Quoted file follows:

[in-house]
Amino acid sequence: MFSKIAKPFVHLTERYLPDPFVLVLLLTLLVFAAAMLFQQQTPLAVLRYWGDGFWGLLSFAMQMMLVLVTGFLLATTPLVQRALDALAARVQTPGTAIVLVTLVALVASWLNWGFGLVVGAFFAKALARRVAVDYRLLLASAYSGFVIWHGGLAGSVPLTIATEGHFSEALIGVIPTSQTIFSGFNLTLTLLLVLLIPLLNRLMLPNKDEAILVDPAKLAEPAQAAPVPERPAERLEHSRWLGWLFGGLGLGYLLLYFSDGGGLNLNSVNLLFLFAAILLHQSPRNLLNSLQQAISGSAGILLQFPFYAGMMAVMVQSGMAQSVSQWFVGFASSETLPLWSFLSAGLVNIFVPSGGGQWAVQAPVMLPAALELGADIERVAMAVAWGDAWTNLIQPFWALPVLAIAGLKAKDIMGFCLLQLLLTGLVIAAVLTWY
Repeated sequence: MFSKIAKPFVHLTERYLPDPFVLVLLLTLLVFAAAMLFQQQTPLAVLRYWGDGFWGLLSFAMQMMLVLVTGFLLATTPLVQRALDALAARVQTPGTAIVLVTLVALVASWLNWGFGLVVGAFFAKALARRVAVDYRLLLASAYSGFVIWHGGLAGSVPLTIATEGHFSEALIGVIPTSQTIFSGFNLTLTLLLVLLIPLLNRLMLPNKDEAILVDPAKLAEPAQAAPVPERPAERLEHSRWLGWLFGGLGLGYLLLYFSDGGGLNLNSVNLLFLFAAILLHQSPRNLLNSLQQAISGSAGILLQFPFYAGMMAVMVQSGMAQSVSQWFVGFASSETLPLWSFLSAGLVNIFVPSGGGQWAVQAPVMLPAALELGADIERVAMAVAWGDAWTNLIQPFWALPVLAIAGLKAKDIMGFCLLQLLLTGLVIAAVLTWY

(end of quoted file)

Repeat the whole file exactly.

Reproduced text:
[in-house]
Amino acid sequence: MFSKIAKPFVHLTERYLPDPFVLVLLLTLLVFAAAMLFQQQTPLAVLRYWGDGFWGLLSFAMQMMLVLVTGFLLATTPLVQRALDALAARVQTPGTAIVLVTLVALVASWLNWGFGLVVGAFFAKALARRVAVDYRLLLASAYSGFVIWHGGLAGSVPLTIATEGHFSEALIGVIPTSQTIFSGFNLTLTLLLVLLIPLLNRLMLPNKDEAILVDPAKLAEPAQAAPVPERPAERLEHSRWLGWLFGGLGLGYLLLYFSDGGGLNLNSVNLLFLFAAILLHQSPRNLLNSLQQAISGSAGILLQFPFYAGMMAVMVQSGMAQSVSQWFVGFASSETLPLWSFLSAGLVNIFVPSGGGQWAVQAPVMLPAALELGADIERVAMAVAWGDAWTNLIQPFWALPVLAIAGLKAKDIMGFCLLQLLLTGLVIAAVLTWY
Repeated sequence: MFSKIAKPFVHLTERYLPDPFVLVLLLTLLVFAAAMLFQQQTPLAVLRYWGDGFWGLLSFAMQMMLVLVTGFLLATTPLVQRALDALAARVQTPGTAIVLVTLVALVASWLNWGFGLVVGAFFAKALARRVAVDYRLLLASAYSGFVIWHGGLAGSVPLTIATEGHFSEALIGVIPTSQTIFSGFNLTLTLLLVLLIPLLNRLMLPNKDEAILVDPAKLAEPAQAAPVPERPAERLEHSRWLGWLFGGLGLGYLLLYFSDGGGLNLNSVNLLFLFAAILLHQSPRNLLNSLQQAISGSAGILLQFPFYAGMMAVMVQSGMAQSVSQWFVGFASSETLPLWSFLSAGLVNIFVPSGGGQWAVQAPVMLPAALELGADIERVAMAVAWGDAWTNLIQPFWALPVLAIAGLKAKDIMGFCLLQLLLTGLVIAAVLTWY